If you noticed more cyclists riding through Arlington over the weekend, it likely wasn’t because of a randomly massive influx of tourists all using Capital Bikeshare. Rather, June 8 and 9 marked this year’s iteration of the Air Force Association Cycling Classic, which — while undeniably a mouthful — is touted as “the region’s premier cycling event.”

Day 1 of the AFACC took place in the Clarendon neighborhood, with racers of all ability levels being tested throughout the day on a 1-km course taking riders through many of the city’s main streets. Amateur races kicked off the day’s action, followed by a women’s Pro/Am and the men’s professional race, the central event of the competition.

There weren’t any huge, mainstream cycling names in action (i.e. – Lance Armstrong was not, in fact, there) but a host of high-quality international pros did come out for both days of the event. Slovenian Aldo Ino Ilesic of team United Healthcare brought home the Clarendon Cup for the first day of the AFACC, deftly navigating the course’s five turns to emerge with the win:

“When they stepped on it, they stayed on it,” race announcer Richard Fries said of the UnitedHealthcare riders’ ability to position themselves to push Ilesic to the front. “The thing about this race is you think the riders can’t go any faster, and then, with 10 laps to go, they start going so much faster. It’s visible for the crowd. It was unreal speed.”

Ilesic wouldn’t be able to keep it up on the second day of the AFACC, finishing 53rd out of 64 when the setting shifted to Crystal City on Sunday, but his trophy — which has been given out annually since the Clarendon Cup’s first go-round in 1998 — was likely enough to ease the disappointment.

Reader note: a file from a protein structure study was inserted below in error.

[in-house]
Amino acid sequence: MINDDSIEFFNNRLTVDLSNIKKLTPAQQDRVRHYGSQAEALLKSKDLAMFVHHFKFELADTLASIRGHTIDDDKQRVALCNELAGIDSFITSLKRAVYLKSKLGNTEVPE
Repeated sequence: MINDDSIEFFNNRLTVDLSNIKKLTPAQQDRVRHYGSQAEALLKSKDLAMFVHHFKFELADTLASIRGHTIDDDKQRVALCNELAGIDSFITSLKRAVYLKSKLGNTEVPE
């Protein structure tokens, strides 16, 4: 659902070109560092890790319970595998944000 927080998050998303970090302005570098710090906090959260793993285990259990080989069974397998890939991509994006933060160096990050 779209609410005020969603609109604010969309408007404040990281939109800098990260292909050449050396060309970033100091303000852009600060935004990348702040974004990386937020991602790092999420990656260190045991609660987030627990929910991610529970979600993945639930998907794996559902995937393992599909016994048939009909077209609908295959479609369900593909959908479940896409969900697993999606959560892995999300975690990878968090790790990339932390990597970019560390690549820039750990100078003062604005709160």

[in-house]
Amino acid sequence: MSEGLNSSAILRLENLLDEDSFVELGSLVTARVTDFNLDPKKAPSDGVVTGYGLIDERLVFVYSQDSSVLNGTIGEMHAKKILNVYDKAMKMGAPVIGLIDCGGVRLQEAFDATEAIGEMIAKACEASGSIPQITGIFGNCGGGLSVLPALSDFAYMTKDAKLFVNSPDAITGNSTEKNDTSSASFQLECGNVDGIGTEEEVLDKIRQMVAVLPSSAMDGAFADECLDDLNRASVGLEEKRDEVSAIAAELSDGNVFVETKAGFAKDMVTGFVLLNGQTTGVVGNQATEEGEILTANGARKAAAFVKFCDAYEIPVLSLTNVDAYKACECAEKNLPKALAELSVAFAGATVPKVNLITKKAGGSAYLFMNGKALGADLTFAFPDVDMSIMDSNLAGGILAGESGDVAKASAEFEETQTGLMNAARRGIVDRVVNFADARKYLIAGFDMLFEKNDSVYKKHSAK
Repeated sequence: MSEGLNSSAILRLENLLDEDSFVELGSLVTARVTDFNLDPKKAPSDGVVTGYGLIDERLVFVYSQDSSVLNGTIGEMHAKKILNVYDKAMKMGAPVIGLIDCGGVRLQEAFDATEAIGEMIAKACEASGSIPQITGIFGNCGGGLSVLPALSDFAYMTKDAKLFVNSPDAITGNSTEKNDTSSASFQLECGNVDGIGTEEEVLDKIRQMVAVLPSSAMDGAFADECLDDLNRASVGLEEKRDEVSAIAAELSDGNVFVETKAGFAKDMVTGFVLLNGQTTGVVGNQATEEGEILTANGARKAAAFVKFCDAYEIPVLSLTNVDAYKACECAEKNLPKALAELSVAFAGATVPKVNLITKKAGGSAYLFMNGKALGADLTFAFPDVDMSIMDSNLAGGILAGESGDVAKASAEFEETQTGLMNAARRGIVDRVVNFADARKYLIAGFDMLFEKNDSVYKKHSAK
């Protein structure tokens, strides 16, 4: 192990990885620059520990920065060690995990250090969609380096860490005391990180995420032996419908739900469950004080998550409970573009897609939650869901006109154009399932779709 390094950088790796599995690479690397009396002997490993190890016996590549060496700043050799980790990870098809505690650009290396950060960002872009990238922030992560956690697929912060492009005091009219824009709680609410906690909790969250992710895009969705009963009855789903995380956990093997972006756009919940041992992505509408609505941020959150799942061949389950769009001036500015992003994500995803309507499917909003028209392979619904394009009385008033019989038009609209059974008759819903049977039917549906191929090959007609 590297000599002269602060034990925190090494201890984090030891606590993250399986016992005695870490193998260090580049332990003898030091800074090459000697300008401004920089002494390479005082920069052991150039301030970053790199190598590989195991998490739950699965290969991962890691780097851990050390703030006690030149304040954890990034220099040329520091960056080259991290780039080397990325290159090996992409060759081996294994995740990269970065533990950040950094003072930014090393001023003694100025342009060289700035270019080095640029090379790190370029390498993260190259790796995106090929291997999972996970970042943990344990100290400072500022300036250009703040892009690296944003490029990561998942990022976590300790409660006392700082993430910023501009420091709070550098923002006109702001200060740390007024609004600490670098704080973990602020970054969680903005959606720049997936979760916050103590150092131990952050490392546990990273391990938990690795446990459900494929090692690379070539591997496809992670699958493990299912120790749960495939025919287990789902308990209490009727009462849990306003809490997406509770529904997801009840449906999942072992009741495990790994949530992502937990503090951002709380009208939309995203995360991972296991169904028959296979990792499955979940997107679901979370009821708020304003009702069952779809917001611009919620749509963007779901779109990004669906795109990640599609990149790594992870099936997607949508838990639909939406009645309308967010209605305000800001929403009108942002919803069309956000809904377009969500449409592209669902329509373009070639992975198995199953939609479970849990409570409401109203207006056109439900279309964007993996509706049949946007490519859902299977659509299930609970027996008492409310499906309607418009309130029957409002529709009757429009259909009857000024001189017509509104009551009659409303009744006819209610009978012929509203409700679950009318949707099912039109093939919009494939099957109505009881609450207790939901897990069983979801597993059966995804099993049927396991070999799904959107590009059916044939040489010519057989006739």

Argentine Juan Jose Haedo, who was 11th in Clarendon, took advantage of the vacuum at the top to claim victory on Sunday. His team, Jamis-Hagens Berman, placed two racers right behind Ilesic the day before but had proven unable to pull ahead.

But while a list of exact finish times was not released, it’s highly unlikely that either of the two men’s professional races topped the women’s Clarendon Pro/Am in terms of close finishes. 19-year-old Allison Arensman, whom Cycling News called “a relative unknown,” pushed Team TIBCO’s Amanda Miller right to the finish line, ultimately falling by 0.08 seconds after a final sprint.

“This was Rocky Balboa vs. Apollo Creed,” Fries said. “Arensman was brilliant. She was opportunistic and took advantage of the TIBCO defense. It took all of Team TIBCO to fend her off in the sprint.”

For District cycling fans, it looks to have been quite the spectacle.


[Featured Image via ARLnow]